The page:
Temps de Rêves
About the CD

She begins with two of English Renaissance composer John Dowland's most quintessentially nocturnal pieces, Mr. Dowland's Midnight and A Dream, works which belong respectively to the almain and pavan dance forms. Both works share in the melancholy so frequently ascribed to the composer. To present-day ears, the introspective nature of these pieces probably seems at odds with the courtly entertainment function which they were meant to satisfy. Yet their melancholy, far from stealing from the insight they provide on the spirit of the Elizabethan age, actually seems to underline the limits of human existence as stated by Shakespeare, that greatest Elizabethan of all, in The Tempest: "We are such stuff as dreams are made on; and our little life is rounded with a sleep." Feelings, like palaces, dissolve in time; and purpose, like recollection, only exists in the mind, which itself is not eternal.

Recollection or a glimpse into what was, as conjured by Spanish composer Francisco Tárrega in his celebrated serenade Capricho Árabe, results in a Romantic glance back to an exotic past in which the Arabic reference is more an invitation to celebrate Spain's fascinating cultural heritage as seen from a 19th century perspective, than a return to the musical idioms of its Moorish yesteryears. The same open, enchanting spirit transpires through the next piece, Tárrega's Sueño (A dream), whose introduction, warmly lethargic like a Castilian village under the sun, gives way to a virtuoso tremolo passage that meanders freely with deceptive ease in a relentless voyage through a diversity of sentiments such as those as can only be experienced while witnessing one's own nighttime visions.

Introductory piece to his Six Pièces Originales, Opus 53, French Romantic composer Napoléon Coste's meditative Rêverie wanders harmonically through various states of being in a succession of passages, each with its own characteristic mood, starting with a chorale-like opening in E major which quickly gives way to a procession of episodes that vary between the pastoral, the inquisitive, the somber, the transitional, and the purely atmospheric, before returning to the original chorale.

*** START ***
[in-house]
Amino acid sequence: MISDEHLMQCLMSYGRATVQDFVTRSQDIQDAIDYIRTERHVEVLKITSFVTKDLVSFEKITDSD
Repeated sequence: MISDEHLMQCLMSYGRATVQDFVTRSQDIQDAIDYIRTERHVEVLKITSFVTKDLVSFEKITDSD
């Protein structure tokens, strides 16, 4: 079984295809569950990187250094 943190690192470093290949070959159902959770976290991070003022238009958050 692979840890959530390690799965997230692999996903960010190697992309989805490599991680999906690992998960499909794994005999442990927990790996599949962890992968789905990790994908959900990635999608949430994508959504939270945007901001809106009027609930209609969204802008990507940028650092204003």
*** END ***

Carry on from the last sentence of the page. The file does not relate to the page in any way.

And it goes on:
The contrast between Coste's contemplative mood couldn't be greater with that of British contemporary composer John W. Duarte's Night Music, Op. 65. Here, the interpreter is given free rein to follow their expressive instinct in conveying the nocturnal anxiety of modern man, for whom darkness holds no source of rest nor solace. Far from the comforts of the sitting room or the stillness of the soul, we now walk the dark alleys of present-day existence, with its over-mediatized cascade of fearsome prospects, both real and imaginary. The recurrent use of the tritone evokes a discomfort akin to that of the nightmare, in which feared harm can never be entirely left behind.

To counter the anxiety, Anna Slezakova proposes the pure, accessible beauty of the Rêverie- Nocturne, Op. 19 by Giulio Regondi, a 19th century Swiss-born composer of Italian and German origins that had made a name for himself as a guitar child prodigy by the time he arrived in London at age of nine in 1831. Celebrated in his day as the Paganini of the guitar, his music fell into oblivion for many years before enjoying a well-deserved revival in the last two decades of the 20th century.

Written close to a century later, the following Nocturno is one of Spanish composer Federico Moreno Torroba's earlier guitar compositions. Also known for his zarzuelas and, particularly, for the very successful Luisa Fernanda, Moreno Torroba is one of the most prolific Spanish guitar composers of the 20th century. His music bathes in a post-Romantic language permeated by a clear nationalist flavor that yet allows for an enhanced richness in harmony not unlike that seen in the works of his countryman Manuel de Falla.

The lengthiest work in this album, Benjamin Britten'sNocturnal after Dowland for guitar, Op. 70, written for Julian Bream, has often not been associated neither with sleep nor dreaming, but with their absence in the affliction of insomnia. Britten himself said in an interview that the piece "had some very, to me, disturbing images in it". Its reverse variations form places the theme, Dowland's sorrowful Come, heavy sleep at the end of the work, in a dramatic construction that offers respite by the statement of the original theme only after the listener has traveled through eight different variations that do not themselves provide any rest. Without adhering to any specific program, the architecture of the work thus parallels the sentiments expressed in Dowland's song, which Britten made sure to include in his score for the performer to be explicitly aware of:


"Come, heavy Sleep, the image of true Death,
And close up these my weary weeping eyes,
Whose spring of tears doth stop my vital breath,
And tears my heart with Sorrow's sigh-swollen cries.
Come and possess my tired thought-worn soul,
That living dies, till thou on me be stole."


2017 © Javier Arreaza Miranda